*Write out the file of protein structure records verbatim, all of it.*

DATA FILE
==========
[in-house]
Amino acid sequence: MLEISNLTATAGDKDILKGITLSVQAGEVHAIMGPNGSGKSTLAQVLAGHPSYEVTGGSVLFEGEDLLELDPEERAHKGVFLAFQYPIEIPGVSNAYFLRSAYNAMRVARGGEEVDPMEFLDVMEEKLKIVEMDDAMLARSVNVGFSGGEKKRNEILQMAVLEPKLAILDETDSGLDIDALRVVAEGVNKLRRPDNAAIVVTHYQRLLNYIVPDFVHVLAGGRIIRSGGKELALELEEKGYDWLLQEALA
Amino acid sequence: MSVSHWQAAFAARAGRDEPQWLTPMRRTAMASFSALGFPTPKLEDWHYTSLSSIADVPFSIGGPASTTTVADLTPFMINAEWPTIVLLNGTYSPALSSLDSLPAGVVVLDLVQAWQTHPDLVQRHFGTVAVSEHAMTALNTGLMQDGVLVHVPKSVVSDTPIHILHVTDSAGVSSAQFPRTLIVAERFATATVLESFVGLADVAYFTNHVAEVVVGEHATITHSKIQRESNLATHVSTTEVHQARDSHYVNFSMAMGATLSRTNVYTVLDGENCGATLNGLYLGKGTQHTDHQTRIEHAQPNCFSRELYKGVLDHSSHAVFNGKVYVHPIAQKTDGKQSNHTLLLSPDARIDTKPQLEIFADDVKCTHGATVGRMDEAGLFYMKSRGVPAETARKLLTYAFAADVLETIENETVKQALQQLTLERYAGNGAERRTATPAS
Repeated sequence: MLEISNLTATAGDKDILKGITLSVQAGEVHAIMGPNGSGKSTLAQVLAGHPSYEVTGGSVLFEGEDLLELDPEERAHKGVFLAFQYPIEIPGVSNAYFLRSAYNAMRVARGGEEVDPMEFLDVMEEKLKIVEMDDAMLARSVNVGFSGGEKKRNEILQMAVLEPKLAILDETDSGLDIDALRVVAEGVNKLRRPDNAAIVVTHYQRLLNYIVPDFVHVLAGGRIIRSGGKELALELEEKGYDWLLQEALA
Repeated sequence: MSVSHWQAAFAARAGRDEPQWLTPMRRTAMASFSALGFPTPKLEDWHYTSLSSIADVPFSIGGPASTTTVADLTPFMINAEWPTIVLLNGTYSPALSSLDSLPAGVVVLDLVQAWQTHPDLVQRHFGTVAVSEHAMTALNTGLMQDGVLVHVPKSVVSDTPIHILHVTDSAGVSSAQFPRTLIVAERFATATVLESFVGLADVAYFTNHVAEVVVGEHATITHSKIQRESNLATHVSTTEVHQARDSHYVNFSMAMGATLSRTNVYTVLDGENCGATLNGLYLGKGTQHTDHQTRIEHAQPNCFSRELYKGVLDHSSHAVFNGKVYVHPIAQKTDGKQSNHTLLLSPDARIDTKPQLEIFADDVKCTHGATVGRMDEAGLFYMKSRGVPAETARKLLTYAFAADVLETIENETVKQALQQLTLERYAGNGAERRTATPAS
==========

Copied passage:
[in-house]
Amino acid sequence: MLEISNLTATAGDKDILKGITLSVQAGEVHAIMGPNGSGKSTLAQVLAGHPSYEVTGGSVLFEGEDLLELDPEERAHKGVFLAFQYPIEIPGVSNAYFLRSAYNAMRVARGGEEVDPMEFLDVMEEKLKIVEMDDAMLARSVNVGFSGGEKKRNEILQMAVLEPKLAILDETDSGLDIDALRVVAEGVNKLRRPDNAAIVVTHYQRLLNYIVPDFVHVLAGGRIIRSGGKELALELEEKGYDWLLQEALA
Amino acid sequence: MSVSHWQAAFAARAGRDEPQWLTPMRRTAMASFSALGFPTPKLEDWHYTSLSSIADVPFSIGGPASTTTVADLTPFMINAEWPTIVLLNGTYSPALSSLDSLPAGVVVLDLVQAWQTHPDLVQRHFGTVAVSEHAMTALNTGLMQDGVLVHVPKSVVSDTPIHILHVTDSAGVSSAQFPRTLIVAERFATATVLESFVGLADVAYFTNHVAEVVVGEHATITHSKIQRESNLATHVSTTEVHQARDSHYVNFSMAMGATLSRTNVYTVLDGENCGATLNGLYLGKGTQHTDHQTRIEHAQPNCFSRELYKGVLDHSSHAVFNGKVYVHPIAQKTDGKQSNHTLLLSPDARIDTKPQLEIFADDVKCTHGATVGRMDEAGLFYMKSRGVPAETARKLLTYAFAADVLETIENETVKQALQQLTLERYAGNGAERRTATPAS
Repeated sequence: MLEISNLTATAGDKDILKGITLSVQAGEVHAIMGPNGSGKSTLAQVLAGHPSYEVTGGSVLFEGEDLLELDPEERAHKGVFLAFQYPIEIPGVSNAYFLRSAYNAMRVARGGEEVDPMEFLDVMEEKLKIVEMDDAMLARSVNVGFSGGEKKRNEILQMAVLEPKLAILDETDSGLDIDALRVVAEGVNKLRRPDNAAIVVTHYQRLLNYIVPDFVHVLAGGRIIRSGGKELALELEEKGYDWLLQEALA
Repeated sequence: MSVSHWQAAFAARAGRDEPQWLTPMRRTAMASFSALGFPTPKLEDWHYTSLSSIADVPFSIGGPASTTTVADLTPFMINAEWPTIVLLNGTYSPALSSLDSLPAGVVVLDLVQAWQTHPDLVQRHFGTVAVSEHAMTALNTGLMQDGVLVHVPKSVVSDTPIHILHVTDSAGVSSAQFPRTLIVAERFATATVLESFVGLADVAYFTNHVAEVVVGEHATITHSKIQRESNLATHVSTTEVHQARDSHYVNFSMAMGATLSRTNVYTVLDGENCGATLNGLYLGKGTQHTDHQTRIEHAQPNCFSRELYKGVLDHSSHAVFNGKVYVHPIAQKTDGKQSNHTLLLSPDARIDTKPQLEIFADDVKCTHGATVGRMDEAGLFYMKSRGVPAETARKLLTYAFAADVLETIENETVKQALQQLTLERYAGNGAERRTATPAS